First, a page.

Locally Grown Superfood – Hemp


Hemp is the current superfood that is on everyone’s lips this year – and we are lucky enough to be regionally self-sufficient enough to have one of the country’s few licensed crops. Industrial hemp is grown from the same Cannabis Sativa plant but is bred to have virtually no THC (the psychoactive element that gets you stoned). Yet, it is still only grown under licence in the UK (and these are few and far between) and is illegal to grow in America.  Crazy considering the health and economic benefits of this bountiful crop.

Why hemp is good for you

Nutritionally speaking, it is pretty amazing, for its anti-inflammatory properties via the cannabinoids (CBD) and has been suggested that it can help with anxiety and depression.  The essential fats found in hemp are said to reduce food cravings and help to improve circulation and contribute towards reducing cholesterol.

A great plant-based athletic protein

Hemp seeds and oil have a high protein content and contains the lowest level of saturated fats compared with other oils.  The powdered seed has higher protein levels than soy and provides essential fatty acids, omega-3 and omega-6 as well as being a source of gamma linolenic acid.

Why grow hemp?

Hemp has been used for centuries in rope-making, fabric, boat sails, paper as well as the edible uses.  Hemp is a tough crop and can grow well in any soil type and needs less spraying or watering than other similar crops – wheat or soy, for example. So is really an economical and ethically sound crop.

A little strange that we are not acquainted with one of our most ancient crops, don’t you think? Apparently, one of the oldest relics of human industry is a piece of hemp fabric dating back to approx 8,000 BC.



We made this loaf and it is absolutely delicious – so well worth taking the time.  Slather with butter and served with creamy cheese and raw honey.  A perfect combination to match the earthy flavours of hemp, rye and nuts with the richness of the topping.



Hemp and Walnut Bread


  • 450g Strong wholemeal bread flour
  • 200g Stoneground Rye flour
  • 30g Hemp protein powder
  • 1 tsp Salt
  • 1 x 7g Sachet dried yeast
  • 1½ tbsp raw honey
  • 200g walnut halves, roughly chopped
  • In a large bowl,mix together the flours, hemp protein powder and salt. Make a well in the centre.
  • Re-activate the yeast by mixing it in a small bowl with the honey and 230 ml warm water.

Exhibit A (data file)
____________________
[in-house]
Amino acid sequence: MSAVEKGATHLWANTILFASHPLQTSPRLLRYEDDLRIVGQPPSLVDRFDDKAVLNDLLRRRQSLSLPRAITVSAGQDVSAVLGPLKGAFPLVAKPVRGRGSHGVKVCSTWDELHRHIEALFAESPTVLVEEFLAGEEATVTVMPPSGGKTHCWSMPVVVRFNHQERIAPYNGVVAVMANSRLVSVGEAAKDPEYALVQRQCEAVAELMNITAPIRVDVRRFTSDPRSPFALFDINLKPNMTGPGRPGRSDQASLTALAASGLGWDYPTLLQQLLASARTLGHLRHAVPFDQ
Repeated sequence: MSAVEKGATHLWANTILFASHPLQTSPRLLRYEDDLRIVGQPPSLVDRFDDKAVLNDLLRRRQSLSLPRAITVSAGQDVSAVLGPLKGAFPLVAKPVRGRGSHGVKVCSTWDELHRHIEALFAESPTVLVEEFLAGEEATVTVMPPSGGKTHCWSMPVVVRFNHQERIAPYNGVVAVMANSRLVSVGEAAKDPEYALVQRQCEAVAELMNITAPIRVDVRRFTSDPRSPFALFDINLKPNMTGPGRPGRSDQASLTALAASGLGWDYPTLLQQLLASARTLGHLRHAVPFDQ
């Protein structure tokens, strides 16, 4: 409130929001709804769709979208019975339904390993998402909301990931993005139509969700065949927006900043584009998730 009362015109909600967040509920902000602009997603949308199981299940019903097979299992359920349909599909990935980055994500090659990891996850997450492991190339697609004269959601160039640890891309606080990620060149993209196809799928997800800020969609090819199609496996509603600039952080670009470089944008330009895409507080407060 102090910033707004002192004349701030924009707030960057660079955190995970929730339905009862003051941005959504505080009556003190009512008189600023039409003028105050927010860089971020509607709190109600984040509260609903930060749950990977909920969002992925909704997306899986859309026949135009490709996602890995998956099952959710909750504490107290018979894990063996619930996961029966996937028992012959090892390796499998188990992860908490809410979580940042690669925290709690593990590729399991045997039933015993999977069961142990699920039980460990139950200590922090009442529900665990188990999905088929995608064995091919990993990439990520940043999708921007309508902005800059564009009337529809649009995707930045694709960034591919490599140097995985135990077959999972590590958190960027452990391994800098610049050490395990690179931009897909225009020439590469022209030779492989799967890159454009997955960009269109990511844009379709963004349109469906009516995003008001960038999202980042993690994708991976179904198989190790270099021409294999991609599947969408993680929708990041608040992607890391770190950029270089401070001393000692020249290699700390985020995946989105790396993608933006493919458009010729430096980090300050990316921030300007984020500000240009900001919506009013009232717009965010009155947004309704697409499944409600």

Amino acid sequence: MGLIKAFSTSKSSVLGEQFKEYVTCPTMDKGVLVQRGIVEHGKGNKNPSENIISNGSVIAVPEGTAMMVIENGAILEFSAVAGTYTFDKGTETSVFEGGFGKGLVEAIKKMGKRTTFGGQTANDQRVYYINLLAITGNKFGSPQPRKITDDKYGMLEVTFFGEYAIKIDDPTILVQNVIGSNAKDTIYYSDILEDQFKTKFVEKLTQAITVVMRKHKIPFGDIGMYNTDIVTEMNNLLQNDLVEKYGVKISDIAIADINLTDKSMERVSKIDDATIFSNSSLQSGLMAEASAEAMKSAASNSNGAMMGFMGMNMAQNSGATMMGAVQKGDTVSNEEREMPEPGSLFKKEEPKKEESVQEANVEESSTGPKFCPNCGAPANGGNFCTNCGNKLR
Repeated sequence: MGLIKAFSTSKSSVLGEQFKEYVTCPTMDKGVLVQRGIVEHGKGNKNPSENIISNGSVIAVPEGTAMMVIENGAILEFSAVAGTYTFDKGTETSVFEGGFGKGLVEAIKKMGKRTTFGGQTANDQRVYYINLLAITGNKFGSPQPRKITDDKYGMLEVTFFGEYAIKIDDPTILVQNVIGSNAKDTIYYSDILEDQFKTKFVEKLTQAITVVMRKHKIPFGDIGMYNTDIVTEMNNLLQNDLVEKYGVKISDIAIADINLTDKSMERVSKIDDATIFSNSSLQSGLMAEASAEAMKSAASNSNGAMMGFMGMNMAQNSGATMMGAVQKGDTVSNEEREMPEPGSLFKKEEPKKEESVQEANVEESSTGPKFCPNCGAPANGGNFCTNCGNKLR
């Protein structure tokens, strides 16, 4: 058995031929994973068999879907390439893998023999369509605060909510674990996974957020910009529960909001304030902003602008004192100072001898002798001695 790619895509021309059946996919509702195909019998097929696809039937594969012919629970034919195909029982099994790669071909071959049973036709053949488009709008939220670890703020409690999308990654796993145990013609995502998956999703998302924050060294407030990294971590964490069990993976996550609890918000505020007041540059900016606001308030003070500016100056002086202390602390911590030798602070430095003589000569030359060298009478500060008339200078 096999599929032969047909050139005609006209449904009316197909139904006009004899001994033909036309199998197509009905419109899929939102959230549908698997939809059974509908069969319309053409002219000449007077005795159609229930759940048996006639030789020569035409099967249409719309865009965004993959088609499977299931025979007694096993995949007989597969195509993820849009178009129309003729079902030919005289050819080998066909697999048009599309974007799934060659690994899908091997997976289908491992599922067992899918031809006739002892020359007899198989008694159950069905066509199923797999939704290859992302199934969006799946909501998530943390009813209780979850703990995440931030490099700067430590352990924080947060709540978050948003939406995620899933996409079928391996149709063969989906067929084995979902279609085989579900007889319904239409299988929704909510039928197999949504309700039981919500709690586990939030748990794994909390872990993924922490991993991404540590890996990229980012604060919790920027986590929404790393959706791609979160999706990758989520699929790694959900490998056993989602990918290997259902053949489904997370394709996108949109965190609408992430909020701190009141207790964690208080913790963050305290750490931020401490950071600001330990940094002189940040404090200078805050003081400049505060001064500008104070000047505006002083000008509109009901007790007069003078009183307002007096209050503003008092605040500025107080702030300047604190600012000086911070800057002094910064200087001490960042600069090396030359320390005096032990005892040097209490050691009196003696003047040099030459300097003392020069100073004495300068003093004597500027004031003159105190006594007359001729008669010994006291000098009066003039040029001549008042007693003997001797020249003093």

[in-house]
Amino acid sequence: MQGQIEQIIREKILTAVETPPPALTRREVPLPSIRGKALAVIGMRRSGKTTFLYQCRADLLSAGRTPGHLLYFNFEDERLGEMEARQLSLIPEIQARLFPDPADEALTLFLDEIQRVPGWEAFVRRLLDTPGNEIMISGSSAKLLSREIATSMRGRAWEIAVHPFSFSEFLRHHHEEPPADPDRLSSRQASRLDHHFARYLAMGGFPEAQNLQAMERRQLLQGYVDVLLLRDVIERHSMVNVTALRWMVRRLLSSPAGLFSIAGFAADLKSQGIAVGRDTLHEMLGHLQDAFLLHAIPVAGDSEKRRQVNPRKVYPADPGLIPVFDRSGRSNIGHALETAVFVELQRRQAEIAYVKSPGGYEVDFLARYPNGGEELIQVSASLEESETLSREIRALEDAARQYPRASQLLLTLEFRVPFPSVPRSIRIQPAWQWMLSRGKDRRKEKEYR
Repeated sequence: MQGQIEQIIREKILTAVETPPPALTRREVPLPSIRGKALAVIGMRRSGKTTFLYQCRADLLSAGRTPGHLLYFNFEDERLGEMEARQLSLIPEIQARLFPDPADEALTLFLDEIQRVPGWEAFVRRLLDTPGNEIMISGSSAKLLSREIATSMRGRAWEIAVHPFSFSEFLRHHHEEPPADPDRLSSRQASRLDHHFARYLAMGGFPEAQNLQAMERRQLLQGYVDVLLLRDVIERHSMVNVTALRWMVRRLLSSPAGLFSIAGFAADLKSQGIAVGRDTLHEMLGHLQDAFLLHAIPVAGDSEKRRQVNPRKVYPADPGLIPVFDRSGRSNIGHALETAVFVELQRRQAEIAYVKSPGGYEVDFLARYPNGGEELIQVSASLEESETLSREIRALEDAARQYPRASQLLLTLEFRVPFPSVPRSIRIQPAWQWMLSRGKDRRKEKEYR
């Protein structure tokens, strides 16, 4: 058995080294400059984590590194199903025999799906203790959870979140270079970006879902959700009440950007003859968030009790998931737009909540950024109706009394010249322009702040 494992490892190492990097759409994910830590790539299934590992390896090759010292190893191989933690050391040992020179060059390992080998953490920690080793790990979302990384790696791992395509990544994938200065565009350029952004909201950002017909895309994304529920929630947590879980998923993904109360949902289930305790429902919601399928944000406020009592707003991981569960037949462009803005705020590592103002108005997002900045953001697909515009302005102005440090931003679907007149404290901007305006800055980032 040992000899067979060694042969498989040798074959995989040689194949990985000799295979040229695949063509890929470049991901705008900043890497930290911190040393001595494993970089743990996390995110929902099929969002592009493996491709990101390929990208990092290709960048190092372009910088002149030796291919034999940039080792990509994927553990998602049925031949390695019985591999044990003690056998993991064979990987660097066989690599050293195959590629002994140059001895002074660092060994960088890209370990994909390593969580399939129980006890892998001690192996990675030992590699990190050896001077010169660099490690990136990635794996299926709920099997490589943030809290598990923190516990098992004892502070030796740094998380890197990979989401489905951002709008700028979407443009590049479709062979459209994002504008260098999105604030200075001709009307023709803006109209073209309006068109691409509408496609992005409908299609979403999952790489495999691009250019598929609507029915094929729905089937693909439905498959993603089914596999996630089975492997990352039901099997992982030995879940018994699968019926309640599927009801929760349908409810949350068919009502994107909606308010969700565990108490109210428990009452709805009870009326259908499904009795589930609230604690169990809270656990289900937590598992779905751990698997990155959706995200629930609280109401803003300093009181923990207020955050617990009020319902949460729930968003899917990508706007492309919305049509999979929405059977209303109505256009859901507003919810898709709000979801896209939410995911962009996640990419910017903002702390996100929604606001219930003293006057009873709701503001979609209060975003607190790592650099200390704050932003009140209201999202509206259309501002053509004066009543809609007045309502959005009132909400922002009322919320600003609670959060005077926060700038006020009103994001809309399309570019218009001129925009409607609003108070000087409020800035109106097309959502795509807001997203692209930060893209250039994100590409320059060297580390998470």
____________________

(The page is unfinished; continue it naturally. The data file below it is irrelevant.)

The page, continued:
• Pour the yeast mixture into the well of the flours and leave to stand for 15 minutes.
  • Add another 230 ml of water to the bowl and gradually mix in the flours, making a soft but not sticky dough.
  • Turn out onto a lightly floured work surface and knead for 10 minutes until the dough is smooth.
  • Add the walnuts and knead for another 2-3 minutes then return to a greased bowl, cover and leave to rise for 2 hours until doubled in size.
  • Knock back the dough, knead again for 2 minutes and then divide into two portions.
  • Shape each one and place on a baking sheet. Cover and again leave to rise for 1 ½ hours.
  • Preheat the oven to 220°C (425°F) Gas Mark 7.
  • Slash the top of each loaf three times and bake for 15 minutes and then lower the oven temperature to 190°C (375°F)
  • Gas Mark 5 and continue to bake for 20-30 minutes, until the loaves sound hollow when tapped underneath.
  • Leave to cool on a wire rack.

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Locally Grown Superfood – Hemp

Sussex St George’s Day – Celebrate with a Greek Roast


Happy St George’s Day

Today is St George’s Day (23rd April).  Over the years, the flag has been sadly tarnished with racist symbolism.  But, subdued celebrations are actually not new – since the Reformation, the English apparently became slightly fed up with Saint’s Days (big mistake – we now have fewer bank holidays than pretty much all other European countries).

Who was St George?

St George was a busy guy.  He is the patron saint of soldiers, cavalry, farmers, field workers, boy scouts, saddlers, archers and many countries and cities world wide. He displaced the less exciting original Patron Saint, St Edmund, who didn’t slay dragons (shame, we could have drunk mead for breakfast).

St George was said to have been born in Capadoccia, Turkey of Greek parents and was a Roman soldier, eventually being executed for his faith in either Palestine or Syria (depending which account you read).  He became the English patron saint after apparently appearing in battle to the troops at Agincourt in 1415, where they had a stunning victory against the French – and further immortalised in Shakespeare’s play, Henry V – so we have him really to thank for the enduring patriotic saint.